... thoroughly good understanding, that now in the August of this year, when Scargate Hall is full of care, and afraid to cart a load of dung, Anerley farm is quite at ease, and in the very best of heart, man, and horse, and land, and crops, and the cock that crows the time of day. Nevertheless, no acre yet in Yorkshire, or in the whole wide world, has ever been so farmed or fenced as to ...
— Mary Anerley • R. D. Blackmore

... upper pan must be kept filled. This is very good for delirium in brain fever, etc., when applied to the head and also good for bleeding from the bowels in typhoid fever. The stream of water can be regulated if necessary by a stop-cock. ...
— Mother's Remedies - Over One Thousand Tried and Tested Remedies from Mothers - of the United States and Canada • T. J. Ritter

... stood a boy older than herself, and evidently as perplexed. There was Julia perched cock-horse on the bank—there was Emily, her hair undone, her bonnet crashed, with one shoe and stocking lost—and yet he had promised Mamma, that if she would but once trust his sisters to him, that he would bring them home, "with such ...
— A Love Story • A Bushman

... k, which traverses an aperture in the partition, i. Another aperture, m, in this same partition serves to put the two parts of the reservoir, h, in communication, and, for this purpose, is provided with a cock, n, which is easily ...
— Scientific American Supplement, No. 430, March 29, 1884 • Various

... its eyes. To leap on its back, while Ricardo sprang on his own steed, was to the active Dwarf the work of a moment. Then clapping spurs to its sides (his spurs grew naturally on his bare heels, horrible to relate, like a cock's spurs) and taking his cat by the head, the Dwarf forced it to leap on to Ricardo's saddle. The diamond sword which slew the king of the Golden Mines—that invincible sword which hews iron like a reed—was up and flashing ...
— Prince Ricardo of Pantouflia - being the adventures of Prince Prigio's son • Andrew Lang

... electrodes being naturally insulated with rubber. Above the level of the liquid the interior electrode is continuous and forms a channel for the gas. The hydrogen and oxygen, escaping through the upper orifices, flow to the compensator. The apparatus is provided with an emptying cock or a cock for filling with distilled water, coming from a reservoir situated above ...
— Scientific American Supplement No. 819 - Volume XXXII, Number 819. Issue Date September 12, 1891 • Various

... Joseph's failing powers were unmistakably betrayed when he sang before the Court, and, though intended only as a joke, the Empress's remark to Reutter that Haydn's singing had come to resemble the crowing of a cock, sufficed to open the Capellmeister's eyes to the fact that Joseph must be put back. Consequently, at the celebration of St. Leopold in the presence of the Emperor and Empress, the singing of the 'Salve Regina' fell to the lot of Michael, whose rendering so entranced his royal hearers that ...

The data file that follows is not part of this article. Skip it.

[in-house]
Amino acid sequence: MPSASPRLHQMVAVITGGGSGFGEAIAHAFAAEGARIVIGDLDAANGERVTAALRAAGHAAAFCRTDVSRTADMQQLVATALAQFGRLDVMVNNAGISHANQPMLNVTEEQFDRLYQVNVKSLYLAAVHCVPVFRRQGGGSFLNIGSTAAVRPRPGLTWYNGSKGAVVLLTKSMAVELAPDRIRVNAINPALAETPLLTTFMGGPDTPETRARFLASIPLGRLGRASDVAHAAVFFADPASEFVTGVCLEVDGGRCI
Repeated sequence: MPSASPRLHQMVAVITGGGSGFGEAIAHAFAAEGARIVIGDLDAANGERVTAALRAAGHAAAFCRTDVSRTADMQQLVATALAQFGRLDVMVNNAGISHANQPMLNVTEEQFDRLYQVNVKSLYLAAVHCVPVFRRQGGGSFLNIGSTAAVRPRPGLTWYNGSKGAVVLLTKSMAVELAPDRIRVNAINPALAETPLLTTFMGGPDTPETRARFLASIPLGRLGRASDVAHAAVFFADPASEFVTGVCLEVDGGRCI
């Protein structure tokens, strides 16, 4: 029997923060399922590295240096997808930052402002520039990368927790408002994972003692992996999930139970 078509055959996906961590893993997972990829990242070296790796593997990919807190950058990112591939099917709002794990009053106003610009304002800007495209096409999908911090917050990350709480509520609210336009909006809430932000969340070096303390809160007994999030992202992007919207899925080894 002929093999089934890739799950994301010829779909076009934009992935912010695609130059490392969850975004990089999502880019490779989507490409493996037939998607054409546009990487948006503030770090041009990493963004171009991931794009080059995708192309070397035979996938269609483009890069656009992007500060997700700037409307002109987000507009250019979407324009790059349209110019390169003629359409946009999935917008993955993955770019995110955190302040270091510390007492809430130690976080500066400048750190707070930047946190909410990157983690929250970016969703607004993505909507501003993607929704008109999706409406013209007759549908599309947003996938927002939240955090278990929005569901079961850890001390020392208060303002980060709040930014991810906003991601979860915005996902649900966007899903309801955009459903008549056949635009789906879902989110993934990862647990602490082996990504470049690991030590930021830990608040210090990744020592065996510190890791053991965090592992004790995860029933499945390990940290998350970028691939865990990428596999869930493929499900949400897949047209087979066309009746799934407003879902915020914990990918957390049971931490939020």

— Story-Lives of Great Musicians • Francis Jameson Rowbotham

... over at Heply Regis. She went there for Lady Heply's ball, and will remain for a few days. Good afternoon!' The tone in which the last two words were spoken seemed in his ears like the crow of the victor after a cock-fight. ...
— The Man • Bram Stoker

... most safely hides a villain's mind. Two days after that morning behind the church, he had removed himself, his French valets, and his Italian physician from the Governor's house to the newly finished guest house. Here he lived, cock of the walk, taking his ease in his inn, elbowing out all guests save those of his own inviting. If, what with his open face and his open hand, his dinners and bear-baitings and hunting parties, his tales ...
— To Have and To Hold • Mary Johnston

... accustomed to the journey. Burbage, who was a business-like man, had chosen his ground quite close to the public places, where the Londoners practised their open-air sports and amused themselves with tennis and football, stone-throwing, cock fights, and archery. ...
— The Great Events by Famous Historians, Vol. 1-20 • Various

... reminded me of a fighting-cock. He is a little man, much the height and build of the late General Funston, with hair cropped close to the skull, after the Russian fashion; through a buttonhole of his green service tunic was drawn the orange-and-black ribbon of the Order of St. George. ...
— Italy at War and the Allies in the West • E. Alexander Powell

... sedate Chinese, retire to the gaming saloons, to try their fortune at cards and dice. The passion for play is carried to such an extent, that the traders lose or gain in one night sums of 50,000 piasters (L10,000 sterling). The half-breeds, Indians, and Chinese, have also a great passion for cock-fighting; these combats take place in a large arena. I have seen L1,500 betted upon a cock which had cost L150; in a few minutes this costly champion fell, struck dead by his antagonist. In fine, if Binondoc be exclusively ...